He was music director and conductor of Pacific Chamber Opera from 1976 to 1978 and has conducted world premieres of six operas and numerous other orchestral and choral works.
Remembering George Shangrow
By Peter Newman
There is a big hole in the Seattle-area music community. Our friend and colleague George Shangrow did so many things and so many things well that he couldn't help but touch many of us who care about music, community service, and communicating the joy of art to the public.
He was on his way to give a lecture at a music festival when a traffic accident claimed his life. How like George. It seems he was born to be on a mission. At the podium, on the radio, speaking to the public - it was all part of the same impulse to make classical music relevant and entertaining.
In the late 1980's George was a frequent guest on the air at KING-FM, where I have long worked. I did many interviews with George. He would talk about an upcoming concert, a new recording or an old chestnut in the music library. It didn't take a great leap of judgment to conclude that George should be conducting the interviews. Over the years he hosted and promoted local musicians, visiting artists, recent recordings to the KING music library, and live broadcasts. All this while continuing to lead Orchestra Seattle and the Seattle Chamber Singers, to guest-conduct other ensembles, to play the harpsichord, and to serve as music director at University Unitarian Church. Somewhere there is a George Shangrow clock that has 25 hours in a day.
If you wonder why Seattle has such a rich classical music scene, why we enjoy chamber music, choral concerts, opera, ballet, symphonic music - all out of proportion to the size of our community - then you have George in large part to thank for this heritage.
He will be greatly missed because he was George and because there is so much more music that is waiting for us to explore and love.
Peter Newman is a long time host for Classic KING-FM.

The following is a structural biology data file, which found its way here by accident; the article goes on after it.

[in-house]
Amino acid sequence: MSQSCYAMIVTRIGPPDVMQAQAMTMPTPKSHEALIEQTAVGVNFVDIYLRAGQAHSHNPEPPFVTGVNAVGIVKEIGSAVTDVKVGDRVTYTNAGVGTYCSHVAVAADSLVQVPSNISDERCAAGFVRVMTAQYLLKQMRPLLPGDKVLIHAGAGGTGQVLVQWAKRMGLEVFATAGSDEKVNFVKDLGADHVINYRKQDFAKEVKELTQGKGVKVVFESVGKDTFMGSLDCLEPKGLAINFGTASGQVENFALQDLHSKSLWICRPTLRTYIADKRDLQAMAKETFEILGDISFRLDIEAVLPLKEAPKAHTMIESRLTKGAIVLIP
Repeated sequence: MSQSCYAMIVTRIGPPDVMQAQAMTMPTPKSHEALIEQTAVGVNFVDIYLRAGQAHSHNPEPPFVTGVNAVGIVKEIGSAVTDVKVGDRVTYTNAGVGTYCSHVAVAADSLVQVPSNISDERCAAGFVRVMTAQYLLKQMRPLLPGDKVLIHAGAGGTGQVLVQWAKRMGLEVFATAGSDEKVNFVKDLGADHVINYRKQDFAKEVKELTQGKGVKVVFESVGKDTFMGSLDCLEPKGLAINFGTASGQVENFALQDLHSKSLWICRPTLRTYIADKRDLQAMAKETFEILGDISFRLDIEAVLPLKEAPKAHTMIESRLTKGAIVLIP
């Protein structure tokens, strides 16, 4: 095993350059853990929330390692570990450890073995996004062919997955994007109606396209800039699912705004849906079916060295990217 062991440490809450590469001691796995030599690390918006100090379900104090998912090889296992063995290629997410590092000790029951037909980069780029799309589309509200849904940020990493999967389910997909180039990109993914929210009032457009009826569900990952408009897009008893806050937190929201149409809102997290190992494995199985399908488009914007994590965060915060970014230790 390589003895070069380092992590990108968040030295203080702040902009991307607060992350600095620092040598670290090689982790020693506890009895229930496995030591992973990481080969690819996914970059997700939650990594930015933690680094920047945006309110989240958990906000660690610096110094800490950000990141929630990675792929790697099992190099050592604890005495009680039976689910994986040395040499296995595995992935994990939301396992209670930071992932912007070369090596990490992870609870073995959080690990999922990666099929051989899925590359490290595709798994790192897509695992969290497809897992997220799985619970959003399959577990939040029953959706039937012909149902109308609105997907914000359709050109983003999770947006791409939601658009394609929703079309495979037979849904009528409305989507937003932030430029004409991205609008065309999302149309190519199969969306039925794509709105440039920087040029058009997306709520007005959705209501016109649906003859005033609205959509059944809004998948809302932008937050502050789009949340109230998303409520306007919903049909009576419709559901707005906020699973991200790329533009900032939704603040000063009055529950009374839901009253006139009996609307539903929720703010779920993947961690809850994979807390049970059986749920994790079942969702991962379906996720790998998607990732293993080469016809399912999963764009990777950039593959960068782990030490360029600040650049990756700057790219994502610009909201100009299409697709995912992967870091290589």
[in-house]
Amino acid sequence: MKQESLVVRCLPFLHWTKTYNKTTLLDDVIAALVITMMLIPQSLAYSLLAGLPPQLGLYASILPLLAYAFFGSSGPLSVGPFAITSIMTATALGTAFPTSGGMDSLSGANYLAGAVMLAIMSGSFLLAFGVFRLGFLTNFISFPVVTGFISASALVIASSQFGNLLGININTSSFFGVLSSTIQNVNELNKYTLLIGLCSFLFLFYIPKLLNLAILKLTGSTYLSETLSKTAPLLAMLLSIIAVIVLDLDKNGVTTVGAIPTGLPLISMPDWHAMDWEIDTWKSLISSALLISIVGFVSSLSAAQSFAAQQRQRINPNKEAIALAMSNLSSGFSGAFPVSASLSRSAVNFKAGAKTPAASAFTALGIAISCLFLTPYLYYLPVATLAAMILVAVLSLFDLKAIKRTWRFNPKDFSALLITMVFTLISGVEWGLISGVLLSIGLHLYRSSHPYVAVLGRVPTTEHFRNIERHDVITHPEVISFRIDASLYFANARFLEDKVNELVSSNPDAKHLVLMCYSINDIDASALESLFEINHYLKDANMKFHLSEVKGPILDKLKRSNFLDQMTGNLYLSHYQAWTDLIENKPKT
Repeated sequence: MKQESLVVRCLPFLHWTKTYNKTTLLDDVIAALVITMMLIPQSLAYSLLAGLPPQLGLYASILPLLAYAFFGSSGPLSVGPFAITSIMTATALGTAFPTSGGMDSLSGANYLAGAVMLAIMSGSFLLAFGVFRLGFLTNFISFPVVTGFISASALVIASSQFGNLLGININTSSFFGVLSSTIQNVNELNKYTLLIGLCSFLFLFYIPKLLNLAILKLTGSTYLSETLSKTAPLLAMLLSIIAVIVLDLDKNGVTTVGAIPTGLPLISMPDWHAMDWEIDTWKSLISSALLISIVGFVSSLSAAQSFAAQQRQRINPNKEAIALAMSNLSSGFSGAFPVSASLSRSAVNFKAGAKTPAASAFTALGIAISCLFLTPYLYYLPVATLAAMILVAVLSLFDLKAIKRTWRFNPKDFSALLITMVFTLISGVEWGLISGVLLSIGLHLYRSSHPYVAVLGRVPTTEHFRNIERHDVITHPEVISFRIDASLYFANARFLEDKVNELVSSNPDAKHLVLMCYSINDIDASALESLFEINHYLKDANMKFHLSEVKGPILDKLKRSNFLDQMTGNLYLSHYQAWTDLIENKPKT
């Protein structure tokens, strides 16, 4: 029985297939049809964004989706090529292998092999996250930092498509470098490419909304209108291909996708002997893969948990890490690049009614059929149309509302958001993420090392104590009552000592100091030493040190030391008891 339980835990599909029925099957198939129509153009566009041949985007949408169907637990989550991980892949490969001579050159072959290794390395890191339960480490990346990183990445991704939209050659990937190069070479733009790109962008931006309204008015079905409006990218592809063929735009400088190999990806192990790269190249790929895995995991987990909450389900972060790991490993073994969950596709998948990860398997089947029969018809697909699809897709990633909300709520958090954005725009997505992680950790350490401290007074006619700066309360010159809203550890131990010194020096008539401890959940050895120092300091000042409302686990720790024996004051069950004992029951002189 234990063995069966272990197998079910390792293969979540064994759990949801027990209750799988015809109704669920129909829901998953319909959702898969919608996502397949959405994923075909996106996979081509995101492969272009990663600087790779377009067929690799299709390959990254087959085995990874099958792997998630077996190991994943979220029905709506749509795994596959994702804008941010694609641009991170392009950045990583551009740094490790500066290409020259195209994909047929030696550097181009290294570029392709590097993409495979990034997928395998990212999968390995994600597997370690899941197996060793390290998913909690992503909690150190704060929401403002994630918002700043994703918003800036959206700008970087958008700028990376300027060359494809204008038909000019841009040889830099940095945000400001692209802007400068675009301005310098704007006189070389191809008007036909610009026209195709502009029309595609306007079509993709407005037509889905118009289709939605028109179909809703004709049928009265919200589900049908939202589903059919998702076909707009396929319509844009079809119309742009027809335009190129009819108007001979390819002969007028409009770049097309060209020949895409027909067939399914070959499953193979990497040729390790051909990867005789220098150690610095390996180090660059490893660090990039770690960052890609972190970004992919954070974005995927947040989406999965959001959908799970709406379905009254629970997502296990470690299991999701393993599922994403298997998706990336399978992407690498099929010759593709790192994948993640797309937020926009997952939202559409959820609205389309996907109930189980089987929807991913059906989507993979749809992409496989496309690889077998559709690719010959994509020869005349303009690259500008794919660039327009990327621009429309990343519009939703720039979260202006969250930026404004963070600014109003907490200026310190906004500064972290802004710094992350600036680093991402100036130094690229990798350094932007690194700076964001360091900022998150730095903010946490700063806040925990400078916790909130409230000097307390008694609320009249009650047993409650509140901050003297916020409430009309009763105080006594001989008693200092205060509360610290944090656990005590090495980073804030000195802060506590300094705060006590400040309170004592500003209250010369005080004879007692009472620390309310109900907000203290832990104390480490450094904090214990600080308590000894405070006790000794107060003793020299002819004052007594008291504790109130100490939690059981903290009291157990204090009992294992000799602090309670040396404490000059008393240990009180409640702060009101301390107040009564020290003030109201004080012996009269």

The Seattle Times:
Tribute: George Shangrow, a roaring presence on Seattle's classical-music scene
A tribute to the career of Seattle conductor and teacher George Shangrow, whose death in a car accident at age 59 was a shock to the city's classical-music family.
Special to The Seattle Times
Musician, conductor and radio host George Shangrow, left, shown with Fritz Klein, co-concertmaster of Orchestra Seattle. Shangrow, founder of Seattle Chamber Singers and Orchestra Seattle, died in a car accident July 31. JOHN CORNICELLO
The news no one could quite believe was ricocheting around Facebook, Twitter and the phone lines with increasing speed Sunday evening and Monday, as more and more friends and fans tried to come to terms with the sudden death of George Shangrow in a car accident on Highway 20 on July 31.
It's a loss that feels deeply personal to so many in the music community. It's personal to the musicians who worked with him in his Orchestra Seattle and Seattle Chamber Singers, who are now orphaned by the loss of their founder/conductor. And personal to the soloists he believed in, and the composers he championed, and the audiences he entertained and educated. And to the musical partners who performed with George at the keyboard, the listeners inspired by his lectures, and the radio audiences who followed his zesty interviews and commentary on KING-FM's "Live, By George" show.
Why is this one man so important? Because it's impossible to think of anyone who more embodied the essential joy of music - the visceral thrill of great music, great performances and wholehearted participation. George's heart and soul were bound up in this joy, and he was determined to share it with the world.